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Brooks Wilson's Economics Blog: California Tries to Tax Out-of-State Internet Merchants

Thursday, June 30, 2011

California Tries to Tax Out-of-State Internet Merchants

(HT Drudge Report) By a 1992 Supreme Court decision, Internet merchants do not have to collect sales taxes in states if they do not have a physical presence in that state.  Legally, consumers are still required to pay the tax but collection is problematic.  The California legislature passed and Governor Brown signed a bill that attempts to circumvent the decision by taxing out-of-state merchants through affiliates that have a physical presence in California.  Most affiliates are related to out-of-state merchants through click through advertising.  Internet merchants located outside of California hate the legislation and instate merchants love it.

I will not offer an opinion about the merit of the legislation.  I do wish to comment on the difficulty of taxing highly mobile businesses and households.  Amazon and announced that they were immediately cutting ties to all California affiliates.  California expected to collect $200 million annually.  With the largest Internet marketer pulling out, that total will be smaller. 

The affiliates are also responding.  There are 25,000 affiliates in California and they pay $152 million in state income taxes last year.  Many have already announced that they will leave California and the state will lose their tax revenues.  Consumers will pay a higher price because at least part of the tax will be passed on to them.  There is a difference between the incidence of the tax, who writes the check to the government, and the burden of the tax.  Economic literature suggests that consumers will pay part of the burden through higher prices as part or all of the tax is passed on to consumers. 

Instate merchants view the tax as a fairness issue because they believe that they pay the sales tax that out-of-state merchants avoid but there is now question that they will gain sales as the price of products on out-of-state Internet merchants rise relative to their prices.

States that place high taxes on high income households or corporation will see these entities exit for states with lower taxes.  Countries that place high taxes on high income households or corporations will see these entities exit for countries with lower taxes.  Low income households and small corporations have less ability to “vote with their feet.”  Many complain that this phenomenon will create a raise to the bottom in which government will be deprived of necessary resources.  Certainly pressure will increase to make government smaller, but it will also increase to make government more efficient and that is good.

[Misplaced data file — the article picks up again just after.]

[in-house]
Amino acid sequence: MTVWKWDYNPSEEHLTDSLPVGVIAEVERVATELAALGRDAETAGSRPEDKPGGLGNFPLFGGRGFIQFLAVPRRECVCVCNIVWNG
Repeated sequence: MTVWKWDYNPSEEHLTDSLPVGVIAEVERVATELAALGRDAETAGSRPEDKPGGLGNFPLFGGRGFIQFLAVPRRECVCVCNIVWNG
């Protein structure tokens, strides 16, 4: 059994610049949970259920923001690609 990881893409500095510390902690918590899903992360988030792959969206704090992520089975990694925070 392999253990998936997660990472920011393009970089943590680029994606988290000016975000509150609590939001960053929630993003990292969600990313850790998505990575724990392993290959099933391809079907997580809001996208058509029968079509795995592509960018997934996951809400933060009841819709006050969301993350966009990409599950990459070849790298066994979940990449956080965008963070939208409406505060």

For more information information see, “California tells online retailers to start collecting sales taxes from customers,” “New Internet Tax Grab Will Burden Companies and Your Portfolio,” “Web retailers say they'll fight new California sales tax,” and “Sales Tax on the Internet.”


  1. Morgan Heeke7/7/11 12:42 AM

    Condsidering California is on the verge of bankruptcy, I believe this is a good attempt by the government. There is so much pressure on this state so they feel like they must take action. I feel, however, they will fail with this attempt. The minute a government starts to tax what has been so easily available to a group of people, they will reduce the use. Online shoppers of California I'm sure will limit their out of state purchased from now on. Amazon is smart to pull out of California, but with such a large amount of internet purchases being from Amazon, California will never see $200 million from this act. As an online shopper, I would be very discouraged to know that on top of shipping, I will now be paying an even higher tax amount.

  2. Fernando Zambrano1/9/11 10:50 PM

    This is a desperate attempt on California's part to try and get out of the deep hole they are in. Unfortunately, it does not seem like it will nearly as big a success if any. As out of state online customers begin to see the effect of this tax, they will most likely lose interest in purchasing anything from there that they can buy in their state or another without such a tax. This will also cause out of state merchants to lose interest in attempting to sell there because their prices will have to increase to deal with the tax leaving in state merchants' prices lower and harder to compete with. With affiliates of the state considering leaving and the biggest online marketer fighting against the tax, it will be interesting to see how long this tax will stay and how short California falls from its 200 million dollars anually goal.